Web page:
Robert Sarazin Blake with Jefferson Hamer and the Powderkegs: Put It All Down in a Letter (2011, Same Room): Wordy focus, like spoken word poetry except sometimes Hamer's band gallops along so infectiously Blake has to sing to keep up even though he doesn't have the voice to make it graceful. One piece runs 18:41, another 12:45, eight more are shorter, every one makes me strain harder for the words -- something I rarely go out of my way for. A- [bc]

Danny Brown: Old (2013, Fool's Gold): Rapper, has quite some mouth on him, maybe because he works out so hard. B+(***)

Cornell Campbell Meets Soothsayers: Nothing Can Stop Us (2013, Strut): Jamaican singer, cut his first single in 1956 at age 11 and enjoyed his peak success in the 1970s with the lovers rock boomlet. Soothsayers seem to be a UK-based band with a horn section and a handful of albums since 2008. Campbell still has that sweet voice, and the band gets a fairly classic groove going, so what's not to like? B+(**)

Brandy Clark: 12 Stories (2013, Smith Music Group): Started off as a songwriter with a taste for the ordinary slice of life, which means broken homes, love as drunken illusion before the not inevitable marriage that strips it bare, a preference to cope by getting high rather than drowning your sorrows, and enough good sense to think twice before committing a "crime of passion" (unlike those other crazy women). Several potential clichés-in-the-making here, and I would argue that the political cult against abortion has more to do with making illegitimate children than drunken cab rides and lowering inhibitions, but this much substance is still rare enough in Nashville it's worth celebrating. A-

Cults: Static (2013, Columbia): Singer Madeline Follin and guitarist Brian Oblivion, second album, first album cover suggested clean-cut dance frenzy, this one is all mottled -- I think posterized is the technical term. The pop tunes are jumpy enough, but strike an annoying tone, which belies the point, like trying to come up with unsweet candy. B-

Miley Cyrus: Bangerz (2013, RCA): Show biz kid, father is Billy Ray Cyrus -- someone I forgot about so long ago I it never crossed my mind -- worked her way through the Disney machine, dropping her fifth album at age 20. Looks like a corporate effort: I count 35 writer credits, 84 personnel credits (only 19 musicians, mostly violin); half the tracks were produced by Mike Will Made-It and P-Nasty, two by Pharrell Williams, the rest scattered, and five have featured guests -- Britney Spears and four rappers (Nelly, Future, Big Sean, and French Montana, whose "FU" is a riot, although I'm not sure FM can claim any credit). She's an unremarkable singer, so the big production may be her only shot, but it mostly works: this is roughly comparable to last year's Nicki Minaj thang, nothing close to the peak moments but a lot more consistent. Fairly good chance it would grow on me if I gave it the chance. B+(***)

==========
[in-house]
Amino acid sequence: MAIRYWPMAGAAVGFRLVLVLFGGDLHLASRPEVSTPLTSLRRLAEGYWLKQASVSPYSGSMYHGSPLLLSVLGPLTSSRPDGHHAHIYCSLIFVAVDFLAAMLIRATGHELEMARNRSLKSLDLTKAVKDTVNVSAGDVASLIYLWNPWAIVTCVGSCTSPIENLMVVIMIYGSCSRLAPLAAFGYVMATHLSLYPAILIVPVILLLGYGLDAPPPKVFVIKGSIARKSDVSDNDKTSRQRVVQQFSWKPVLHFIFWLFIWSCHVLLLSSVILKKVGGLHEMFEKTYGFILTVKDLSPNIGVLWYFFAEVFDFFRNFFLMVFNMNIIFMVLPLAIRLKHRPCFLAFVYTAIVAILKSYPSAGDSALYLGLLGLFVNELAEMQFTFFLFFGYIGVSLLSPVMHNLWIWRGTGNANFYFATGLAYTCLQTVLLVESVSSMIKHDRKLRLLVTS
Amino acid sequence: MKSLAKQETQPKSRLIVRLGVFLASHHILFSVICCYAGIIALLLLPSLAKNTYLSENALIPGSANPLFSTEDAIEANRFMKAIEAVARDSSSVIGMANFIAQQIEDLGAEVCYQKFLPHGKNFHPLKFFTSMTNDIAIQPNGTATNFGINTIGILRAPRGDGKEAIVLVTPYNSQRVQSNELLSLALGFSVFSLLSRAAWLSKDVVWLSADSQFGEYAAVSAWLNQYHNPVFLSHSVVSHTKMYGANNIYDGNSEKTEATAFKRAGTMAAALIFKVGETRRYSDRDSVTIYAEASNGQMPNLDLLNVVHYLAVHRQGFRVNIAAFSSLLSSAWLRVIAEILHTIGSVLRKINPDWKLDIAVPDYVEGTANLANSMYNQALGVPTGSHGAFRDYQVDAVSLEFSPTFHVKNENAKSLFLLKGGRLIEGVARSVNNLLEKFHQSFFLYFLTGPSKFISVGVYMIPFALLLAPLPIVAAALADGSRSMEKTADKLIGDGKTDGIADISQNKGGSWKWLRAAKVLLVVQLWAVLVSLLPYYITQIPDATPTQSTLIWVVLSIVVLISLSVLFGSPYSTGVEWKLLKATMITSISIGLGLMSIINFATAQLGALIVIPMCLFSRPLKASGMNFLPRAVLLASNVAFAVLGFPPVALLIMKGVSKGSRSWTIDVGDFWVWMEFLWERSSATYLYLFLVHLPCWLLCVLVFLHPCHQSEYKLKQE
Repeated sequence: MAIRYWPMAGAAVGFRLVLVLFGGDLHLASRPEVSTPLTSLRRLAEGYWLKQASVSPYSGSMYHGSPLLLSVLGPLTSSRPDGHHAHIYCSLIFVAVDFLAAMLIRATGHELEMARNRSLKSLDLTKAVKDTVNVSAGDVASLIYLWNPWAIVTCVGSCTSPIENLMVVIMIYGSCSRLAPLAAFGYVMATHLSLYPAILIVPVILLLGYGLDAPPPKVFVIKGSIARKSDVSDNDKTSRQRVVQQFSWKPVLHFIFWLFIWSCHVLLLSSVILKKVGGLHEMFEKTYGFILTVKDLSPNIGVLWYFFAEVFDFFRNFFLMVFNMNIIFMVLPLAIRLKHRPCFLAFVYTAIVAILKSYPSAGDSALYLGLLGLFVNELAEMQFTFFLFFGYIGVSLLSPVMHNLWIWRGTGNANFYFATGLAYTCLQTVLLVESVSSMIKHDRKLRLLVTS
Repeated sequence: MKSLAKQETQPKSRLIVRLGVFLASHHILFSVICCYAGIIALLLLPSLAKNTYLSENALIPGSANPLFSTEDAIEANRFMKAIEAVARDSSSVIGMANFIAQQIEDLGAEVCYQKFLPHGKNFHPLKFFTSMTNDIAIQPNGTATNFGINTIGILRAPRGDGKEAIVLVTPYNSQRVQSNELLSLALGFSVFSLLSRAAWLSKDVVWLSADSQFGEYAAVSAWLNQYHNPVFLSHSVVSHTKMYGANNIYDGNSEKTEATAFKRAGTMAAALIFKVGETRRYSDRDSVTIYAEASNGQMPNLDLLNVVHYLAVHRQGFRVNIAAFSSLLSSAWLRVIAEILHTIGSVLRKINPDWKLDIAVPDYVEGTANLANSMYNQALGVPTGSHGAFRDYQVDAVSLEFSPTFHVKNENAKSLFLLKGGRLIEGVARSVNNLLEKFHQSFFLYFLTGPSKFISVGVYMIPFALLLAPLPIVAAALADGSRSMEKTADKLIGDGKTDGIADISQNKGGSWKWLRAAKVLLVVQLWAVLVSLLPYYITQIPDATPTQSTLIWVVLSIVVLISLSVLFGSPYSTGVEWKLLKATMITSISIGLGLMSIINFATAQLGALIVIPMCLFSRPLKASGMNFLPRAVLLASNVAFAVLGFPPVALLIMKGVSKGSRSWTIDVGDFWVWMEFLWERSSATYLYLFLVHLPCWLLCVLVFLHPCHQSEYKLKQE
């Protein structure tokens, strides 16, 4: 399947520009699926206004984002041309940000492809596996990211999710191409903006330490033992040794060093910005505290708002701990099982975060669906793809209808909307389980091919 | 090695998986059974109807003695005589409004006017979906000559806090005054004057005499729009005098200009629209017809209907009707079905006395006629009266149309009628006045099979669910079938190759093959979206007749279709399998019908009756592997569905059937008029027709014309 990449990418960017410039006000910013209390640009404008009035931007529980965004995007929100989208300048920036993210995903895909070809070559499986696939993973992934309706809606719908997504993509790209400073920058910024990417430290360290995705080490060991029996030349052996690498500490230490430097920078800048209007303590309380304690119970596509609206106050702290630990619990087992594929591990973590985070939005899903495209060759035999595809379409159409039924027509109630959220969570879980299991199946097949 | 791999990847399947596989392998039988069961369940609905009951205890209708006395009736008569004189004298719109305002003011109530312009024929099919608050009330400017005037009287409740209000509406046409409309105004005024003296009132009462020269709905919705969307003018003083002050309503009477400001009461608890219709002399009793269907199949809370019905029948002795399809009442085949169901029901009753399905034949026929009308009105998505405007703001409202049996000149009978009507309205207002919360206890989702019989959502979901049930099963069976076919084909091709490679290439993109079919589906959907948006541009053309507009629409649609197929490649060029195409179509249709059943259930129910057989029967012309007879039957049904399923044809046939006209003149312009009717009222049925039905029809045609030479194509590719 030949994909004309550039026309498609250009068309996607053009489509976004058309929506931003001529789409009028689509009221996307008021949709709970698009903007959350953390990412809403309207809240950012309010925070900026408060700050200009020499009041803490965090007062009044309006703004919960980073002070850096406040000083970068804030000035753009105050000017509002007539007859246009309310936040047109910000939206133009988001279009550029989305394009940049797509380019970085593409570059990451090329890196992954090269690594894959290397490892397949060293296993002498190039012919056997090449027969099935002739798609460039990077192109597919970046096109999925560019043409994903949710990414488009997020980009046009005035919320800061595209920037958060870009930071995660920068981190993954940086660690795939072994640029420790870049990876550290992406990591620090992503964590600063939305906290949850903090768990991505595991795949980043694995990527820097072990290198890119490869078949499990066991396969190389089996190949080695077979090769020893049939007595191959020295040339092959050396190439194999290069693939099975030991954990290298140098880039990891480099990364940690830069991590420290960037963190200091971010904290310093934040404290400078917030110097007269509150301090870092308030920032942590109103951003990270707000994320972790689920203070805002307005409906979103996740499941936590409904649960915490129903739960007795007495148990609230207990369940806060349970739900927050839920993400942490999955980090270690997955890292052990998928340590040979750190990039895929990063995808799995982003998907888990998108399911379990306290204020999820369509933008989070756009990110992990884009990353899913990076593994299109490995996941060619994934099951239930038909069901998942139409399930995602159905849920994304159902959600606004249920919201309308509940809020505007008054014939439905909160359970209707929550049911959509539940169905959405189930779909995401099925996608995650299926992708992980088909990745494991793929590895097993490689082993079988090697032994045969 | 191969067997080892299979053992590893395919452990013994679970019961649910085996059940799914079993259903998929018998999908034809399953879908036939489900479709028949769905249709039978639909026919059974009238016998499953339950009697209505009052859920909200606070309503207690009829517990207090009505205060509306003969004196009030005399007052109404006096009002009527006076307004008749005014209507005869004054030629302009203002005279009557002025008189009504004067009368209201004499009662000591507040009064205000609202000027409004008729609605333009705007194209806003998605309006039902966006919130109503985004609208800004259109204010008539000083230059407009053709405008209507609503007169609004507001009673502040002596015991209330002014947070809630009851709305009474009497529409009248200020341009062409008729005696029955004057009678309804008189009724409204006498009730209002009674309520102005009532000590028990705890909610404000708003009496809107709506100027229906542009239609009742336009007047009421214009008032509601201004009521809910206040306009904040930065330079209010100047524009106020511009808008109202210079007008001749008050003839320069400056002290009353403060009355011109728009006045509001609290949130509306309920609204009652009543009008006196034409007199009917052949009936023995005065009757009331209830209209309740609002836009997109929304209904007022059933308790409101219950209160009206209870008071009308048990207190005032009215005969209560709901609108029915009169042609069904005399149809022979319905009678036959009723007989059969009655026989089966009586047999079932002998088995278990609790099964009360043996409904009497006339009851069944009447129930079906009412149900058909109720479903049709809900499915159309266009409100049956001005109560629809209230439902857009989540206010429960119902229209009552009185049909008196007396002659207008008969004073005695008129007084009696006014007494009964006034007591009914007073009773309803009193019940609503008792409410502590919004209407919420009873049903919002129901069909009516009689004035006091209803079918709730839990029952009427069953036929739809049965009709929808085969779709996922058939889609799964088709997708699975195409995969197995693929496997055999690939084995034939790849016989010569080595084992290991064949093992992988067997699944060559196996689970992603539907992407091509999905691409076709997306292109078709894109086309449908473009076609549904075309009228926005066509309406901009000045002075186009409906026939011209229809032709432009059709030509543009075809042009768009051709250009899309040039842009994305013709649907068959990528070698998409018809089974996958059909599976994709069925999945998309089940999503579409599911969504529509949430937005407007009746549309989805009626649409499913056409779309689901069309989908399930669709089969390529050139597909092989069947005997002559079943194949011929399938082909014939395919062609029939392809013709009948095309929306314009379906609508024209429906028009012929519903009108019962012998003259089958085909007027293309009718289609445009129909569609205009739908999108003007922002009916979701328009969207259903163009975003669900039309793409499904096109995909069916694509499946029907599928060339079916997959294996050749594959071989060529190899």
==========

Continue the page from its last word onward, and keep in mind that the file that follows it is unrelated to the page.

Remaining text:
Deer Tick: Relativity (2013, Partisan): John McCauley, singer-songwriter from Rhode Island with enough twang and middling classness to work in Americana, or what's left of it. B+(**)

Deltron 3030: Event 2 (2013, Bulk): Back in 2000 rapper Del the Funkee Homosapien, producer Dan "The Automator" Nakamura, and turntablist Kid Koala got together for a one shot sci-fi album called Deltron 3030. Well, they're back, and projected even further into the future. A-

Dirty Beaches: Drifters/Love Is the Devil (2013, Zoo Music): Alex Zhang Hungtai's "low slung, lo-fi, post-rockabilly" project sprawls to 16 pieces and 75 minutes, for the most part dark, shadowy, haunting instrumentals -- guitar, I think, from the attack, but the sample-and-hold morphs into keyb tones, prolly a laptop. Interesting in moderate doses, but does run on too long. B+(*)

DJ Khaled: Suffering From Success (2013, Cash Money): Palestinian-American DJ, b. in New Orleans, based in Miami, seventh album in as many years; big, booming sound, the pieces thick with guest shots -- a single song pitches Big Sean, Rick Ross, French Montana, 2 Chainz, Meek Mill, Ace Hood, and Timbaland -- most hard to distinguish, although Lil Wayne and Nicki Minaj are exceptions. B+(*)

DJ Rashad: Double Cup (2013, Hyperdub): Chicago juke music producer: some interesting beats, but also a lot of junk, leaving little desire to trying to suss it all out. B-

Drake: Nothing Was the Same (2013, Cash Money/Republic): Canadian rapper, first album's basic underground sound set him up as a nice guy contender, while second album suggested success was going to his head. This is somewhere in between: long, perplexed, shallow, steady. B

Heidi Feek: The Only (2013, Western Pin-Up): Showbiz kid from Nashville although I'm not clear on the details, writes songs in the realist tradition but rocks them out harder than is the local custom -- kind of like the young Marshall Chapman, which makes me wonder how she'll flesh out once she experiences some of life's hard knocks. Closes with a "Heartbreak Hotel" that is less harrowing than John Cale's, but headed in that direction. B+(***)